Why 2020 Is TikTok’s Year
TikTok is having quite a year. And so, by association, is American Eagle Outfitters. According to Mobile Marketer, the clothing and accessories retailer enjoyed a Q1 sales surge online, driven in part by TikTok campaigns that connected with a young target audience eager to spend money online. The headline is this: TikTok is helping businesses benefit from massive shifts in consumer behavior in 2020.
TikTok, which is owned by the Beijing-based ByteDance, give brands a great platform for creating awareness, and more businesses like American Eagle are enjoying increases in online sales because of that platform. Read on to learn more about how TikTok is evolving rapidly in 2020.
What Is TikTok?
A free video-sharing social networking app that launched in the international market in 2017, TikTok was once predominantly dedicated to lip-synching. But now the platform, which features short looping videos of three to 60 seconds, and music and lip-sync videos of three to 15 seconds, has evolved into a short-form video content hub. And it’s becoming something of a powerhouse: according to Adweek, App Annie’s Q1 Global App Market Index identifies TikTok as the most-downloaded app in Q1 2020, as consumers continue to go online to find things to do and to express themselves at a time of social distancing.
Mobile-first 18- to 34-year-olds are the dominant market for TikTok, and one need only take a look at user numbers to recognize the platform’s significance—even beyond that primary market. Datareportal, for example, reports that TikTok enjoys 800 million monthly active users. Those users are engaged, too: Oberlo notes that on average, they spend 52 minutes per day on TikTok.
Brands Getting in on the Action
Brands, particularly those catering to younger consumers, are taking an interest in TikTok. The platform is an ideal place to engage audiences and demonstrate a lighter side through funny videos or challenges. And during the COVID lockdown, TikTok has become a pressure valve for people cooped up inside. Examples of the wildly diverse brands who have already invested in a TikTok presence include:
- NBA: the NBA uses TikTok to show off a lighter side, posting videos of players working out to music, for example, or the adventures of team mascots. The app’s musical features help the organization lighten up its branding; the videos still promote basketball, even as they fit in well with other quirky or musical posts on TikTok. Though the 2019-20 season was disrupted by COVID-19, the NBA has kept fans engaged by posting exciting plays from NBA stars. And players like Shai Gilgeous-Alexander, who plays for the Oklahoma City Thunder, and Los Angeles Lakers megastar LeBron James, are turning to TikTok to keep fans amused with coordinated dances and funny moments.
- elf Cosmetics: the cosmetics brand used TikTok to face COVID head-on, releasing a remix of an original song that had originally appeared in fall 2019. Changing the title of the song from “Eyes. Lips. Face.” to “Eyes. Lips. Face. Safe.,” elf paired the rebranded song with a new TikTok video demonstrating hand washing and social distancing.
- San Diego Zoo: capitalizing on the fact that many people love cute animals, the San Diego Zoo’s TikTok account posts videos of adorable animals with fun music. It’s a simple strategy that has earned the account more than 50,000 fans. Even during the downtime brought about COVID-19, the zoo has kept up interest among its followers by posting amusing and sweet videos of animals going about their day.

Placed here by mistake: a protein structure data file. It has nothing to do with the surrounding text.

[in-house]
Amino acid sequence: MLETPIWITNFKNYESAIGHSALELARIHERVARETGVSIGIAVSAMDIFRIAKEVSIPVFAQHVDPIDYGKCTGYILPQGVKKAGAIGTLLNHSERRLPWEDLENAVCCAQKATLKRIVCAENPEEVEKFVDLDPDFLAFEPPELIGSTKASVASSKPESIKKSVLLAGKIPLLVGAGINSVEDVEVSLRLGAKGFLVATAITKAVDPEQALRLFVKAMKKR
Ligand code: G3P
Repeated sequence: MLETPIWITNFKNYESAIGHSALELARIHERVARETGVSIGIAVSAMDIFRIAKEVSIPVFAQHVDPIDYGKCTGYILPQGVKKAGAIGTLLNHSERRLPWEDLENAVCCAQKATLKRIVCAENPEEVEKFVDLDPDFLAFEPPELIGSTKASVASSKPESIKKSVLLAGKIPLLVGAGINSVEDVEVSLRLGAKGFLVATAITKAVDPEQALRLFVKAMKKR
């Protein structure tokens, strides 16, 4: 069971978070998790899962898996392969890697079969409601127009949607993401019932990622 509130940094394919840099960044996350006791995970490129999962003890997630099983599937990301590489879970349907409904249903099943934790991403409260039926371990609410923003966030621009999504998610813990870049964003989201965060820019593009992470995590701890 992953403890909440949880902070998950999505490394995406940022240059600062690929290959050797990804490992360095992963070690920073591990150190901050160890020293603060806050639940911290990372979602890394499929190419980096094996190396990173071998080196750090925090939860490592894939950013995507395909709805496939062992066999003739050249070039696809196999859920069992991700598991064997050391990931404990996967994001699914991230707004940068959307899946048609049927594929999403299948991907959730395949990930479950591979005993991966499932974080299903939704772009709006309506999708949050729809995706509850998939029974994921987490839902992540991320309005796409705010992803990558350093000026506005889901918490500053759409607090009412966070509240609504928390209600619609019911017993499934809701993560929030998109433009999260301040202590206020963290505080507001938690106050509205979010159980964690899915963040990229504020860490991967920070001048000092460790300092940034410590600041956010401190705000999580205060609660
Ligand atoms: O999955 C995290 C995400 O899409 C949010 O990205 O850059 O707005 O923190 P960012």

- Mucinex: Mucinex might not seem to lend itself to playful TikTok videos, but last fall the sinus relief brand successfully leaned into a popular TikTok theme: that of transformation. In the Mucinex spots, quick video edits showed influencers changing from zombie-level “too sick” to fashion-forward “so sick” after taking their medicine. The campaign generated nearly one billion views.
TikTok and Influencer/Brand Collaborations
As for what’s next, look for TikTok to increasingly help brands find influencers to work with. In the TikTok Creator Marketplace, brands can already search through the app’s top creators, a list of more than 1,000 TikTok stars including Zach King and CJ OperAmericano. The marketplace allows interested brands to gain insights into the audience demographics of a given creator/influencer, and germane details like engagement rate over time.
Ever evolving, TikTok is also looking to live broadcasts and educational content to expand its reach and net more ad dollars. But as c|net reports, the platform won’t be nixing the familiar dance and lip-syncing videos that put TikTok on the map. Bryan Thoensen, who oversees content partnerships at TikTok, perhaps puts it best: “It’s adding more legs to the stool,” Thoensen says.
There is a dark cloud on TikTok’s horizon, as the platform faces security concerns. Last fall, Senate Minority Leader Chuck Schumer and Senator Tom Cotton asked U.S. intelligence officials to investigate the security risks posed by TikTok. In a letter addressed to acting Director of National Intelligence Joseph Maguire, the senators wrote, “With over 110 million downloads in the U.S. alone, TikTok is a potential counterintelligence threat we cannot ignore.” The concern that the app could be used for intelligence-gathering and foreign influence campaigns by the Chinese Communist Party was also voiced.
To date, however, the negative coverage has not appeared to deter brands.
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